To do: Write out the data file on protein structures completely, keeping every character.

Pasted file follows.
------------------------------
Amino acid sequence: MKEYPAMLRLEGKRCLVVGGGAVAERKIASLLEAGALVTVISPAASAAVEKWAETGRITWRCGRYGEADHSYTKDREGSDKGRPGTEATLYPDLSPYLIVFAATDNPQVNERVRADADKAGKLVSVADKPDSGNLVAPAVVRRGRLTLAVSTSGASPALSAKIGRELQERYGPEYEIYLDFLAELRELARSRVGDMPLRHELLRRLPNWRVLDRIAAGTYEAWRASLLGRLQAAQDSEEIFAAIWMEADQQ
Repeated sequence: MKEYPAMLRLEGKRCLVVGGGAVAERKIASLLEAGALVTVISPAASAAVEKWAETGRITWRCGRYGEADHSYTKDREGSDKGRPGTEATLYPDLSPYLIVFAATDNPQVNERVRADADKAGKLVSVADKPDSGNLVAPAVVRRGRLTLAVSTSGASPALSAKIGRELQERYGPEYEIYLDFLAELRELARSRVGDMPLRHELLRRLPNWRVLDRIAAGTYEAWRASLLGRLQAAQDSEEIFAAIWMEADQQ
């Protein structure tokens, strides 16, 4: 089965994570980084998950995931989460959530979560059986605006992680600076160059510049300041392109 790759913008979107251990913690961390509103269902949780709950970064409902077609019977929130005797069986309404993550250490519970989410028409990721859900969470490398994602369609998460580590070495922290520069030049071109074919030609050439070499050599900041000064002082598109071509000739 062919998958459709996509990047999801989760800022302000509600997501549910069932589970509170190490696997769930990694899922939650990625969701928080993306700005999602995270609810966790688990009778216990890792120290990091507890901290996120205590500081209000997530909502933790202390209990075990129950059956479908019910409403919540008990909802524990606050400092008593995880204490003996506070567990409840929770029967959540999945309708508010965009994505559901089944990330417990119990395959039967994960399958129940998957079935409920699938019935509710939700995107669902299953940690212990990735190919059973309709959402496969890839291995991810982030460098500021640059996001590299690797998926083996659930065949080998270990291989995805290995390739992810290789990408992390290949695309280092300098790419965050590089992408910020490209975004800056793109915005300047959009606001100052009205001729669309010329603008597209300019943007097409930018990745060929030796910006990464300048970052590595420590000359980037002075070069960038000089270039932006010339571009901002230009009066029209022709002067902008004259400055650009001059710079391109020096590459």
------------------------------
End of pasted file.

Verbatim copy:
Amino acid sequence: MKEYPAMLRLEGKRCLVVGGGAVAERKIASLLEAGALVTVISPAASAAVEKWAETGRITWRCGRYGEADHSYTKDREGSDKGRPGTEATLYPDLSPYLIVFAATDNPQVNERVRADADKAGKLVSVADKPDSGNLVAPAVVRRGRLTLAVSTSGASPALSAKIGRELQERYGPEYEIYLDFLAELRELARSRVGDMPLRHELLRRLPNWRVLDRIAAGTYEAWRASLLGRLQAAQDSEEIFAAIWMEADQQ
Repeated sequence: MKEYPAMLRLEGKRCLVVGGGAVAERKIASLLEAGALVTVISPAASAAVEKWAETGRITWRCGRYGEADHSYTKDREGSDKGRPGTEATLYPDLSPYLIVFAATDNPQVNERVRADADKAGKLVSVADKPDSGNLVAPAVVRRGRLTLAVSTSGASPALSAKIGRELQERYGPEYEIYLDFLAELRELARSRVGDMPLRHELLRRLPNWRVLDRIAAGTYEAWRASLLGRLQAAQDSEEIFAAIWMEADQQ
């Protein structure tokens, strides 16, 4: 089965994570980084998950995931989460959530979560059986605006992680600076160059510049300041392109 790759913008979107251990913690961390509103269902949780709950970064409902077609019977929130005797069986309404993550250490519970989410028409990721859900969470490398994602369609998460580590070495922290520069030049071109074919030609050439070499050599900041000064002082598109071509000739 062919998958459709996509990047999801989760800022302000509600997501549910069932589970509170190490696997769930990694899922939650990625969701928080993306700005999602995270609810966790688990009778216990890792120290990091507890901290996120205590500081209000997530909502933790202390209990075990129950059956479908019910409403919540008990909802524990606050400092008593995880204490003996506070567990409840929770029967959540999945309708508010965009994505559901089944990330417990119990395959039967994960399958129940998957079935409920699938019935509710939700995107669902299953940690212990990735190919059973309709959402496969890839291995991810982030460098500021640059996001590299690797998926083996659930065949080998270990291989995805290995390739992810290789990408992390290949695309280092300098790419965050590089992408910020490209975004800056793109915005300047959009606001100052009205001729669309010329603008597209300019943007097409930018990745060929030796910006990464300048970052590595420590000359980037002075070069960038000089270039932006010339571009901002230009009066029209022709002067902008004259400055650009001059710079391109020096590459």